"I had a mother who sang like an angel; I had a mother who painted pictures, who baked pasties and cooked like a dream, who sewed and made all her own dresses, who could charm the birds from the trees and talk the hind leg off a donkey. This in itself was hard enough. But in my younger years I also had a mother who collected the jokes, researched the stories, wrote the scripts, designed and painted the stage sets, made the costumes, painted the faces, made the props, acted in, stage managed and produced, the pantomimes.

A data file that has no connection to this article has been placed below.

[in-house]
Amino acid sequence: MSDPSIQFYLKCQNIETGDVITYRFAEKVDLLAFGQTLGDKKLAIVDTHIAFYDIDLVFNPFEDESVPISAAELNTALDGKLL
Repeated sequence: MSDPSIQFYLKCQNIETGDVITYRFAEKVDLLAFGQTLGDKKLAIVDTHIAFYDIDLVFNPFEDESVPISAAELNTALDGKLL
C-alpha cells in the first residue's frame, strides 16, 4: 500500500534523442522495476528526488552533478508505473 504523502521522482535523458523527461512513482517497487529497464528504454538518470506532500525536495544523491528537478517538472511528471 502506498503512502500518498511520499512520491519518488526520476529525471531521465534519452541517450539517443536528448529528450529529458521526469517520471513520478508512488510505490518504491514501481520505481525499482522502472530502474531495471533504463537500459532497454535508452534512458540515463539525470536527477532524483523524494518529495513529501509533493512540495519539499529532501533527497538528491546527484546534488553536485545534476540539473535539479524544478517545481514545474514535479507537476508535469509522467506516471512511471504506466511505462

And an important feature of the pantomimes was the pantomime stew - the big enamel pot on top of the primus in the village hall, filled to the brim with something of everything, to keep everyone going long enough to finish that day's rehearsal. Everyone brought some food or tins to go into that stewpot, and everyone ate from it. And when Brenda turned from amateur dramatics and singing and festivals, Pantomime Stew turned into Festival Stew."